Halewood, located 8 miles south-east of Liverpool was originally part of Hale and it is difficult to discover when they separated but by the 15th Century, Halewood was definitely a separate township within the West Derby Hundred. The township of Halewood lies between the old course of Ditton Brook in the north and Rams Brook in the south. Disputes over the manor lands of Halewood between the Ireland and Holland families began in the 13th Century and were to be ongoing for some time. The Ireland family had Hale, most of Halebank and part of North End, while the Holland family who were the superior lords, controlled most of North End and a portion of Halebank. However, the Hollands were based at a Hall in Halebank, while the Irelands’ main residence was the ‘Hutt’ within Halewood. This confusing state of affairs continued for centuries.
By 1628 the manor of Halewood was part of the dower of Charlotte Countess of Derby. By the 19th Century, Halewood was still divided between two manors, the Ireland portion held by the Ireland-Blackburnes, and the Holland portion by the Earls of Derby.
In general, the Halewood township changed little over the centuries. Being made up of scattered farms, it was therefore predominantly agricultural but, by the mid-19th Century, changes did appear with the introduction of the railways and industrialisation. The township was crossed by two main railway lines: the upper line was owned by the Cheshire Lines Railway which ran between Hunts Cross station and Halewood station in Bailey’s Lane and included north-south branch lines which together formed an area in between known as the Halewood triangle. A more southerly track was owned by the London and North Western Railway which carried the Garston-Warrington line with stations at Halebank and Ditton Junction.
The North End of the township retained its rural roots despite the railway; while the area around Lane Ends evolved into Halewood Village with the building in 1839 of St. Nicholas’ as a Chapel of Ease to the churches of Childwall and Huyton. The building was greatly enlarged in 1847, becoming a rectory and therefore a true Parish Church in 1868 with the tower and bells added around 1883.
The village school was built next door to the church in 1876. For the non-conformists in the area, a Wesleyan Chapel was built at Halebank in 1861.
Landmarks, in the form of the Eagle and Child and Derby Arms in Church Road featured prominently, along with the now defunct brewery, on the historic Tithe Map of 1843.
One of the oldest highways in the township is Lower Road (formerly Lower Lane) where one can still see many fine old houses and farms including: Irelands Farm; The Hayes, the main house of which has a builder’s stone dated 1867; Wellcroft Cottages; Brook House; Harefield/Ashton Hey and many others.
The southern portion of the township, Halebank, close to the Mersey, became the industrial sector due to its close ties with nearby Ditton and Widnes; so much so, that the ‘Ireland’ portion of Halebank became part of the Widnes Corporation in 1920. Land in Halewood North End and part of Halebank held by the 17th Earl of Derby, was sold to Liverpool Corporation in 1930 and subsequent plans were made for housing development in the township to alleviate the problem of overcrowding in central Liverpool.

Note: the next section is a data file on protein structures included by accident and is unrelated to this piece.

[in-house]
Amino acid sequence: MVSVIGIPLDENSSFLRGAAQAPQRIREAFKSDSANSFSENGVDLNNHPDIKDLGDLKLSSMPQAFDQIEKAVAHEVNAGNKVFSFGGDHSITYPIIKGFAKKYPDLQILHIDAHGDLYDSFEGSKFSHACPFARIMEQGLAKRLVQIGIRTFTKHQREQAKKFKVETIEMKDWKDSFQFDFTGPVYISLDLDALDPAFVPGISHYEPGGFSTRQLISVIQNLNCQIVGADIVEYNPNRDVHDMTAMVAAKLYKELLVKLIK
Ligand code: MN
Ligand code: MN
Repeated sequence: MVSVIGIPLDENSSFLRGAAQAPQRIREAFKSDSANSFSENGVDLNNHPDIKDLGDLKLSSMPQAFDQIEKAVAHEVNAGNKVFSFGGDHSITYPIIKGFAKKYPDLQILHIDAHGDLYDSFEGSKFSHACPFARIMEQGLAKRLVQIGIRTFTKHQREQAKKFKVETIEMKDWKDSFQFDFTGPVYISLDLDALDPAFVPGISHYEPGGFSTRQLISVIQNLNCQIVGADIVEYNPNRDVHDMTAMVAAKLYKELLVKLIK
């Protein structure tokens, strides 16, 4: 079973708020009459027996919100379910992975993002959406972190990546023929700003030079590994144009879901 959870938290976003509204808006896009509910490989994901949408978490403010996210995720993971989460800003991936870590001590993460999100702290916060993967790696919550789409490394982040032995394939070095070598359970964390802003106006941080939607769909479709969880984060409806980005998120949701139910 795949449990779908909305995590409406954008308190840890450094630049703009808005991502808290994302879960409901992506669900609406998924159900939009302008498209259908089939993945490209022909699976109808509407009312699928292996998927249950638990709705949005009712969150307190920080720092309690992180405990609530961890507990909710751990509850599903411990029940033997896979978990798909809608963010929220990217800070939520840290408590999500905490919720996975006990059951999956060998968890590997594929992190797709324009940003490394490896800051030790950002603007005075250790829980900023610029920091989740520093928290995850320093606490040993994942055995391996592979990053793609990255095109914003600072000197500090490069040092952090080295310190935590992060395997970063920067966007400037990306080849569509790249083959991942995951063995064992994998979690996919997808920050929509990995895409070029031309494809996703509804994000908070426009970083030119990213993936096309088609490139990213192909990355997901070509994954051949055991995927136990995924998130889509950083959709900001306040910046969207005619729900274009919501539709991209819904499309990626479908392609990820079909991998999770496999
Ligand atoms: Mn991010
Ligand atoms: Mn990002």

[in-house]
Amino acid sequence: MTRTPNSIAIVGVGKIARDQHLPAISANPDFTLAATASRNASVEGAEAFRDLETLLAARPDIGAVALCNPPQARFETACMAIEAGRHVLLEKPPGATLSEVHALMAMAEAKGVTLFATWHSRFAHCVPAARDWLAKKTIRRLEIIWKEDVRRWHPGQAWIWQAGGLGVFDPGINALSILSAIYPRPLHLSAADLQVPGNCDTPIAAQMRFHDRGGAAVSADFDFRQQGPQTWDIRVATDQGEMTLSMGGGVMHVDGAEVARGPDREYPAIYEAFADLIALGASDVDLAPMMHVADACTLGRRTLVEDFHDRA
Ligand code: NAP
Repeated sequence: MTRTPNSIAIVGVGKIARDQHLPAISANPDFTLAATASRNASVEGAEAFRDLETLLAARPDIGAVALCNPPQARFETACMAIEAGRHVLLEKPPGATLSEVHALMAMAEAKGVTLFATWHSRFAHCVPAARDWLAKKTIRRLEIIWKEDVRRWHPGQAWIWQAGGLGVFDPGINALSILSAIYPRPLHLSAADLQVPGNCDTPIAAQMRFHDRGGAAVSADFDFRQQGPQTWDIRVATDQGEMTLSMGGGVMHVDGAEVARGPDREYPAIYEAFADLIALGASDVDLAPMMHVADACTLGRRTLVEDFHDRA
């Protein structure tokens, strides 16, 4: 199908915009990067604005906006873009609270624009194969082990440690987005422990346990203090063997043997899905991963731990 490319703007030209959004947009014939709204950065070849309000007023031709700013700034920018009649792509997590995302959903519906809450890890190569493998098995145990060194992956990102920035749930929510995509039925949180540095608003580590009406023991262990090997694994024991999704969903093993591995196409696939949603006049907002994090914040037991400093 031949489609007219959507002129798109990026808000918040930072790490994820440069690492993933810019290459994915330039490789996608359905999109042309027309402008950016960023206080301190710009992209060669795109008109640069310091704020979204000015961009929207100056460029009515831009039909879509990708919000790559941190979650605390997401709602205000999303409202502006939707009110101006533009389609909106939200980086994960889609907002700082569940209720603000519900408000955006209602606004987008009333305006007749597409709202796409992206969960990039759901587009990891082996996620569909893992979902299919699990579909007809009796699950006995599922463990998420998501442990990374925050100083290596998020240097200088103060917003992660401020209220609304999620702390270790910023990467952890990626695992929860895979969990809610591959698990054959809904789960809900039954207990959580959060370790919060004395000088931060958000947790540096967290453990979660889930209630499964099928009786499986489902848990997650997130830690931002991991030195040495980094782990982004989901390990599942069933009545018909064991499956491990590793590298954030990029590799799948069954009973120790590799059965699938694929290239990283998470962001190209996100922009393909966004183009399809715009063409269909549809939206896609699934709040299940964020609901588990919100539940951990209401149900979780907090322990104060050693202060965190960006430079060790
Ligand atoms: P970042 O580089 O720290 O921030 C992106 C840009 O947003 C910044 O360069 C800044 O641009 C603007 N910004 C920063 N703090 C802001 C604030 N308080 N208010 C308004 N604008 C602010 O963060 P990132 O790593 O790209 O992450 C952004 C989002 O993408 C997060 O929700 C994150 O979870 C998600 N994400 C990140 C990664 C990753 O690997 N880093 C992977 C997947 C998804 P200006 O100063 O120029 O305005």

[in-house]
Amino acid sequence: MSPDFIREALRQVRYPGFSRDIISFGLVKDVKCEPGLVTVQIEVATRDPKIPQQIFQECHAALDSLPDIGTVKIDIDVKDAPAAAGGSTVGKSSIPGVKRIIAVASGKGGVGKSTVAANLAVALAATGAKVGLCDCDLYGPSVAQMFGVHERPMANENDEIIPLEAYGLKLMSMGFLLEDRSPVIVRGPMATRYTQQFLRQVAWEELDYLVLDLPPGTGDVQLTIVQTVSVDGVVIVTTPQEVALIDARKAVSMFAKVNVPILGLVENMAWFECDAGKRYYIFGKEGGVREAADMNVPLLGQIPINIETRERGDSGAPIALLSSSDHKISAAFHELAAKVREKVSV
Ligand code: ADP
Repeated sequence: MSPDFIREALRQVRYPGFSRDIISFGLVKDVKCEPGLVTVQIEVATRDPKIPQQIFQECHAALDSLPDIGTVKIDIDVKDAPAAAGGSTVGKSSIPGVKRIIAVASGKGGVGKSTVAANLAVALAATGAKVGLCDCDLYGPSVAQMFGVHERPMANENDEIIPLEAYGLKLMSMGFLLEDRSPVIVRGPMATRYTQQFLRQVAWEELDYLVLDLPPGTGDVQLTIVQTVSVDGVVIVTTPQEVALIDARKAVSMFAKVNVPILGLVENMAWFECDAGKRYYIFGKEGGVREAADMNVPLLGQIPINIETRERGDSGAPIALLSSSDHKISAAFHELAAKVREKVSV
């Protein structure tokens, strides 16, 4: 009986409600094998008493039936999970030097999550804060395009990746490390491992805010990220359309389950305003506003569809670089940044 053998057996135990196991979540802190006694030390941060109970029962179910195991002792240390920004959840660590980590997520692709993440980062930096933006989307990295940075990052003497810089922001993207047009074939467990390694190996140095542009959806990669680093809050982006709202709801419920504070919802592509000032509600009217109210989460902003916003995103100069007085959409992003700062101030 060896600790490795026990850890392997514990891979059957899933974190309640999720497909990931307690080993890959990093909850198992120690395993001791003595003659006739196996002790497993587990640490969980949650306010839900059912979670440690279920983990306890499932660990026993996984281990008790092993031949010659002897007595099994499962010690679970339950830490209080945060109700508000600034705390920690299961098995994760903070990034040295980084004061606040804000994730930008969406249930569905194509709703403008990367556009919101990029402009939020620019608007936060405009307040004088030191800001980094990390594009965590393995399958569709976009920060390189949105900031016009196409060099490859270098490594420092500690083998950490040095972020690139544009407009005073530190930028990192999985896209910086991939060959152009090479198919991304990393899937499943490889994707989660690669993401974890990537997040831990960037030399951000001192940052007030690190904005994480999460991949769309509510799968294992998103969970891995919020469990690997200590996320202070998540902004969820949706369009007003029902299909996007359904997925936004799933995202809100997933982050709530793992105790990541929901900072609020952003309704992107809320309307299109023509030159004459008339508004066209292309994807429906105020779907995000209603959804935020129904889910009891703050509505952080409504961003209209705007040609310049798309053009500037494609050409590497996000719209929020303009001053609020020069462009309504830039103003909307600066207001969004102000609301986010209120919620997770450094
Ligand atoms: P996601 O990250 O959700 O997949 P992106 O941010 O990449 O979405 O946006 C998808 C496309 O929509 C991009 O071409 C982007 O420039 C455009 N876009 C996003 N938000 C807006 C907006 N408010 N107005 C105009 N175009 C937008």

From mid-1950s onwards, large housing estates including tower blocks were built to cater for the surge in the population; an increase of ten-fold by 1970s.
The area of land occupied by the Old Hutt in the south-west of the township must originally have been a holding of some note. The remains of the Old Hutt which stood until recently, consisted of a three storey gatehouse, within a quadrangular moat leading to what would have been the main house.
An archway, the entrance way to the main house, also part of the remains, was considered to have been of early 14th Century construction. By the 19th Century, the Old Hutt was in use as a farm but by the middle of the 20th Century, the land around it was required for other purposes.
The increase in population brought initial unemployment to the area but in 1960, the Ford Motor Company sought a site for car production in Britain and Halewood was put forward by the Government as an option. Halewood was chosen and the plant was completed by 1963. Production began with the Ford Anglia; the very first car off the production line being preserved at Liverpool Museum. Halewood’s Ford factory brought prosperity to the area but in the building of the plant, two ancient moated sites were destroyed: the Old Hutt, and Wrights Moat.
In 1974, Halewood became part of the newly created Metropolitan Borough of Knowsley. Since that time, great improvements have been made in the scope of leisure activities for the local community. Bridgefield on Cartbridge Lane, once the site of a large house with its own lodge was demolished and replaced by Bridgefield Forum, the sports and leisure complex. Bridgefield Forum has now been demolished but replaced by more modern leisure facilities at Halewood Leisure Centre which opened in Bailey’s Lane in 2002.
Following the discontinued usage of the old Cheshire Lines Railway and the removal of track from the two upper sides of the Halewood Triangle rail junction, land was purchased from British Rail in 1982 for the development of a park. The culmination of the project was the opening by Lord Winstanley in 1986 of the Halewood Triangle Country Park, offering nature conservation combined with recreational facilities.
Halewood’s original branch library building on Leather’s Lane which opened in 1967 has now been demolished but replaced by a new build. The new library is housed in the multi-purpose Halewood Centre off Roseheath Drive, close to the Halewood Shopping Centre and bus station in Leather’s Lane.
Another landmark to disappear in recent times was The Derby Arms public house on Church Road, the site is now occupied by private residential flats built in 2015.